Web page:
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strictness-in-types

In GHC, from the operational point of view, the type Int does not indicate a bit pattern somewhere in memory that represents an integer. What it indicates is either an integer bit pattern or a “thunk” (a delayed computation) which can be “forced” (run). When and if the computation terminates the thunk will be overwritten with the integer bit pattern that it produced.

Thus the GHC type system provides less fine-grained information than we might naively expect, especially if we are used to the strict point of view. Often the ability to invisibly interchange thunks and values is a blessing. In fact it is one of Haskell’s great blessings. However, it is well known that it can also be a curse. Here’s an example:

foldl :: (a -> b -> a) -> a -> [b] -> a
foldl _ z [] = z
foldl f z (b:bs) = foldl f (f z b) bs

The application of f to z and b does not result in an evaluated a. Instead it results in a thunk representing the function call. If the input list is of length n we make n recursive calls and build up a thunk whose size is proportional to n. This leaks space.

The way to avoid a space leak is to explicitly force the a we have created with a call to seq before each recursive call.

foldl' :: (a -> b -> a) -> a -> [b] -> a
foldl' _ z [] = z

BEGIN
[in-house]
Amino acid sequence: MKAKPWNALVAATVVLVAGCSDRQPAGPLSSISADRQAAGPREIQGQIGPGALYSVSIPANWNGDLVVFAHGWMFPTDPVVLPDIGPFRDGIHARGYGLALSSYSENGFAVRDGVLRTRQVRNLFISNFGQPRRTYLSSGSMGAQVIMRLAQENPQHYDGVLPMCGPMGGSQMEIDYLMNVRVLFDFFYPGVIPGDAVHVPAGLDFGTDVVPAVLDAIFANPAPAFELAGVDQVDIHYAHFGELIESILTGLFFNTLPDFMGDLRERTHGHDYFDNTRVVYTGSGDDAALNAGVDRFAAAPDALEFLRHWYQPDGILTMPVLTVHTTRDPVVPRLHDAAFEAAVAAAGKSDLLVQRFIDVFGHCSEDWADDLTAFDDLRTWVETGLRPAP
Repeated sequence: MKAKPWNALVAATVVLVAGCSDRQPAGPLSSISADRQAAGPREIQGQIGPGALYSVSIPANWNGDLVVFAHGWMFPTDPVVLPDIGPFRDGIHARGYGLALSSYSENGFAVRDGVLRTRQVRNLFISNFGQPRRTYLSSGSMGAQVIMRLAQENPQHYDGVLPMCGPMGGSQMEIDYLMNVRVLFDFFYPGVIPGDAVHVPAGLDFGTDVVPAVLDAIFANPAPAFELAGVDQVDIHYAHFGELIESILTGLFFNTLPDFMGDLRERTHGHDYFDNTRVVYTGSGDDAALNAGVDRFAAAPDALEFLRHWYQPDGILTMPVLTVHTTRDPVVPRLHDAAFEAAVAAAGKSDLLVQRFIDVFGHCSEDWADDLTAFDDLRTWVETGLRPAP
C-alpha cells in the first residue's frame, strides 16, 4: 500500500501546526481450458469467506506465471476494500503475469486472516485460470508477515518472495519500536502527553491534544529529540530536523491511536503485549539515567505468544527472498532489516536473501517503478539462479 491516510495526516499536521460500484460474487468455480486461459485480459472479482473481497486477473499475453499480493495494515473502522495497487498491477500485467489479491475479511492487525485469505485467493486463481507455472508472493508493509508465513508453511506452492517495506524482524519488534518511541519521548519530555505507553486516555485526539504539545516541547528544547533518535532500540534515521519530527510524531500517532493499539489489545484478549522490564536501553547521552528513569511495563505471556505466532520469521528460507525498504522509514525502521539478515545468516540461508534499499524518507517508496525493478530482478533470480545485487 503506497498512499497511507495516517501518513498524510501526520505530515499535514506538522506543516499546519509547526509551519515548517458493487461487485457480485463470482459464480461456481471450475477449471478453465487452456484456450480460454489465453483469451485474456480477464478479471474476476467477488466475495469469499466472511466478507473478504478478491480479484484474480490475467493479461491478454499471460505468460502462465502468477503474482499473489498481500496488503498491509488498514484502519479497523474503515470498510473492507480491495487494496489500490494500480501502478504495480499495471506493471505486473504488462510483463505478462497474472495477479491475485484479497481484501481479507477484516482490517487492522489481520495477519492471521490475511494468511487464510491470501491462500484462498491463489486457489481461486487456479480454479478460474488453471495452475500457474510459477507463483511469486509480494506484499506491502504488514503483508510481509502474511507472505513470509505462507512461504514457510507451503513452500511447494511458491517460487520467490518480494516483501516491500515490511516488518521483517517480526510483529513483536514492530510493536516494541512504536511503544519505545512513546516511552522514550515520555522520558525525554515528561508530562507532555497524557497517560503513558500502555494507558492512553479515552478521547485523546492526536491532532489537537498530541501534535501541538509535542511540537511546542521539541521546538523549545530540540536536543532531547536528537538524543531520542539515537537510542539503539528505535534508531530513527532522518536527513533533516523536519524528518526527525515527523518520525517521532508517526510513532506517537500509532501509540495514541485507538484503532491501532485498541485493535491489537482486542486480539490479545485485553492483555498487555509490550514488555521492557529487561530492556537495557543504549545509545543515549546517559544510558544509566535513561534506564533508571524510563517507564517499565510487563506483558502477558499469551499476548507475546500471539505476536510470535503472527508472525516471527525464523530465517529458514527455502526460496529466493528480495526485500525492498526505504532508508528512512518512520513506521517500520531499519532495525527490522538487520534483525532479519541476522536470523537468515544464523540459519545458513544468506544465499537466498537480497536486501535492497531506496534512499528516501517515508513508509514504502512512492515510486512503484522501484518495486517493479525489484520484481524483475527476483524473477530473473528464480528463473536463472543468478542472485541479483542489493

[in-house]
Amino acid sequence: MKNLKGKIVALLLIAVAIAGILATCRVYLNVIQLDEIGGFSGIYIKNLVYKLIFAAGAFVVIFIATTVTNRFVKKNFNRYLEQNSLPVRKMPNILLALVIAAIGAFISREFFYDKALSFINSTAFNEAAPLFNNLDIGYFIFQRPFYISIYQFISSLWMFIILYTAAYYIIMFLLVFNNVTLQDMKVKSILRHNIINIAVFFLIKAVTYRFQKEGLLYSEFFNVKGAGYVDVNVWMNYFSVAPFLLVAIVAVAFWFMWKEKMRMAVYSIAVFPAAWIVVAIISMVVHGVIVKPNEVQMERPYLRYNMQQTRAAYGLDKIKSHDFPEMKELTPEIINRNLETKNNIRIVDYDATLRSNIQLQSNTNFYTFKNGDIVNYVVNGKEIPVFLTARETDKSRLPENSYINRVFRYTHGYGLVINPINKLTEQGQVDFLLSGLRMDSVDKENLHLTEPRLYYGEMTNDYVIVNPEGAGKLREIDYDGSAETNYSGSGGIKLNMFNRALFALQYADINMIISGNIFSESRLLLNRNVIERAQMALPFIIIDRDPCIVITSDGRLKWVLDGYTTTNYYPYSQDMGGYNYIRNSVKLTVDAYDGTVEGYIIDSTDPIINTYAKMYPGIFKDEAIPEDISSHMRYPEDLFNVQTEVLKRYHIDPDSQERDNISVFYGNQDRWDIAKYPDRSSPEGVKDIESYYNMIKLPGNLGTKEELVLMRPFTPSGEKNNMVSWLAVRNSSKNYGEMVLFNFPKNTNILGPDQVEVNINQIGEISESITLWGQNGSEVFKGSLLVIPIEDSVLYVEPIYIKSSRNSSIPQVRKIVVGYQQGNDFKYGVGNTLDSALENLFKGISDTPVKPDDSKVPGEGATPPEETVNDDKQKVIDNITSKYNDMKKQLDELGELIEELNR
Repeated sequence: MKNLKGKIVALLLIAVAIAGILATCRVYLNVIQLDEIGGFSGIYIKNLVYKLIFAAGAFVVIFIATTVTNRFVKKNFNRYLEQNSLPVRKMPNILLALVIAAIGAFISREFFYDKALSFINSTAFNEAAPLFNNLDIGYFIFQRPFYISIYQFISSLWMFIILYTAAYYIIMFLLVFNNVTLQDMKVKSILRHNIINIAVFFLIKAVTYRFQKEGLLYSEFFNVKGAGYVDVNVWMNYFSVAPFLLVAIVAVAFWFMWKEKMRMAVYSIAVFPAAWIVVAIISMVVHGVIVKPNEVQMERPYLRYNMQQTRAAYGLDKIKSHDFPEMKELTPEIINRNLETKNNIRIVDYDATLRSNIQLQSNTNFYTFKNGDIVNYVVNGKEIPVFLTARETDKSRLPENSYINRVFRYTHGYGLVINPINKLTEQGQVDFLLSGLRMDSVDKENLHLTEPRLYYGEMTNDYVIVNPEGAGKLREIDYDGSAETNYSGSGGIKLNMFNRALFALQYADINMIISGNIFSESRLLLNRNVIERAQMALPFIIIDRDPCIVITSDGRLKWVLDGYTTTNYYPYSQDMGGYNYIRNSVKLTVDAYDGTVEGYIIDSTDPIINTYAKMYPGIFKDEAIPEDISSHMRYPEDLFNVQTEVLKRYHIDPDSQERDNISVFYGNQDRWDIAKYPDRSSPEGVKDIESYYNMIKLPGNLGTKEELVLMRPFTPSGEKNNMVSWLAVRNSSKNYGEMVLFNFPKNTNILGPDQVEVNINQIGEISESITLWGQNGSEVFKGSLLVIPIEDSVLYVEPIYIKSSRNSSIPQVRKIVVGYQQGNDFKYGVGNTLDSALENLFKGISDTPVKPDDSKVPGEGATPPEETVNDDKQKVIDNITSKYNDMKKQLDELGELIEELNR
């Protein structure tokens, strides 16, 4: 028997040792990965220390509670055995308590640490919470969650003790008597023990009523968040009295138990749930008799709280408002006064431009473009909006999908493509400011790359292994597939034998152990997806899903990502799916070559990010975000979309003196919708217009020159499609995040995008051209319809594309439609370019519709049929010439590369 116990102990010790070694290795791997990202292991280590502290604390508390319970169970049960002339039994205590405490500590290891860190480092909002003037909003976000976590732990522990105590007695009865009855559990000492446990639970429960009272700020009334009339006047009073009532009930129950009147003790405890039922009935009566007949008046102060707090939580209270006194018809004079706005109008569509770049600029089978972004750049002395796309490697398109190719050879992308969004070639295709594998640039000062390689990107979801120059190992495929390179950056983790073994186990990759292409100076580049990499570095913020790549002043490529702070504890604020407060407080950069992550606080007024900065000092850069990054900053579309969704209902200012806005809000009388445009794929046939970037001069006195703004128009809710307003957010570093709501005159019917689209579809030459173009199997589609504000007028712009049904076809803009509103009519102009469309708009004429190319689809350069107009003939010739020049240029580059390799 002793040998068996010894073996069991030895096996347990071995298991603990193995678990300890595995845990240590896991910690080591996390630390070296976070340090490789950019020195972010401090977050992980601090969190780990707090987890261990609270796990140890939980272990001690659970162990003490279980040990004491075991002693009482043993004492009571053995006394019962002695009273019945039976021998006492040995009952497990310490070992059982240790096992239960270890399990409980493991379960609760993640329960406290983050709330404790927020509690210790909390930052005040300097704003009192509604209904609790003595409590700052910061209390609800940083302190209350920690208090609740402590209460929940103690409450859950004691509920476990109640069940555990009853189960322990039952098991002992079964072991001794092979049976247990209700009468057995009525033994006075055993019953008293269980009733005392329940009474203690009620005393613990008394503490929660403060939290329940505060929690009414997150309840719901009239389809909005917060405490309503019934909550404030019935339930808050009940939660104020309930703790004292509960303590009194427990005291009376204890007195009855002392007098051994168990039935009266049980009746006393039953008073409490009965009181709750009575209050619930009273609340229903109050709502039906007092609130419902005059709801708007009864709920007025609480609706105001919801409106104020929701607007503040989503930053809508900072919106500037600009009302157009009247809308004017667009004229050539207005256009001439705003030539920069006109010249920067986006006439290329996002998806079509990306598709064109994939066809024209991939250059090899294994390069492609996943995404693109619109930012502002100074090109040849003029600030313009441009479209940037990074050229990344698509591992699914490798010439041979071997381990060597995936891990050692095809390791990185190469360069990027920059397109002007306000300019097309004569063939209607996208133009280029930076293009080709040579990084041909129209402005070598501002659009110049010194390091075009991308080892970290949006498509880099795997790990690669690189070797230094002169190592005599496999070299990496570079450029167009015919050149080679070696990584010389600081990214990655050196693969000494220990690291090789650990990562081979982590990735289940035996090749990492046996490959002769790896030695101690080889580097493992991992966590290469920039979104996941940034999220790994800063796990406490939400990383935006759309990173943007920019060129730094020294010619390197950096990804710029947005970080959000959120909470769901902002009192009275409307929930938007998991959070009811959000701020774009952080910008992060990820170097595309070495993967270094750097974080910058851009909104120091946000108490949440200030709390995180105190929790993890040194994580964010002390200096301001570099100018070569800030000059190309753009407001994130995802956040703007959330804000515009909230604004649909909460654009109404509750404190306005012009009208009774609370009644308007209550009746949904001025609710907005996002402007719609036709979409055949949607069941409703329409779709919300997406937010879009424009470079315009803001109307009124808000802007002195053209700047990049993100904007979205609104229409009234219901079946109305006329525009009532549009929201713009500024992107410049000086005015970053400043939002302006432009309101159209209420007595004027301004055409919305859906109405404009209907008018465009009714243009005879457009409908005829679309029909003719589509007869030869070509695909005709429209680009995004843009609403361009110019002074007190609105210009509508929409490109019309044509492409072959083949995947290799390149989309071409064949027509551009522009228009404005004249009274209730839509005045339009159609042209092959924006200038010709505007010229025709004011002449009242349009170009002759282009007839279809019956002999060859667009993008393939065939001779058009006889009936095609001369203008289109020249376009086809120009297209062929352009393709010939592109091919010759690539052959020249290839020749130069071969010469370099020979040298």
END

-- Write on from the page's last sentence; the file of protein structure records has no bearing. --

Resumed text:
foldl' f z (b:bs) = a seq foldl f a bs
where a = f z b

This way the a remains completely evaluated at each stage.

This is a reasonable solution, but as Haskellers we are used to our types specifying very fine-grained information about the operation of our program. We want our types to specify when IO actions can occur, so why not ask for our types to specify when evaluation of thunks takes place?

Unfortunately this isn’t straightforward to come by. For example, we might try

data Strict a = Strict !a

foldl :: (a -> b -> a) -> Strict a -> [b] -> a
foldl _ (Strict z) [] = z
foldl f (Strict z) (b:bs) = foldl f (Strict (f z b)) bs

But this is no good. After all, a Strict a doesn’t represent a strict a but rather a thunk returning a strict a! So we build up a chain of thunks nonetheless. In fact there is no difference in terms of laziness between a and our attempted Strict a. Both of them are just thunks that can be forced to return an a.

However, there is a trick that allows us to represent strictness in types. The trick is to indicate strictness in the argument to a function rather than its return type. I learned this from a post of Stefan Holdermans to the Haskell-Cafe mailing list.

{-# LANGUAGE TypeOperators #-}

data a :-> b = Strict (a -> b)
-- Strict constructor will be hidden

-- Specifying the precedence of :-> merely for neater syntax
infixr 0 :->

strictly :: (a -> b) -> a :-> b
strictly f = Strict (\a -> a seq f a)

(!) :: (a :-> b) -> a -> b
Strict f ! a = f a

Then we can write a recursive foldl which is guaranteed to be space leak free because it has the right type.

foldl' :: (a -> b -> a) -> a :-> [b] -> a
foldl' f = strictly (\z xs -> case xs of
[]   -> z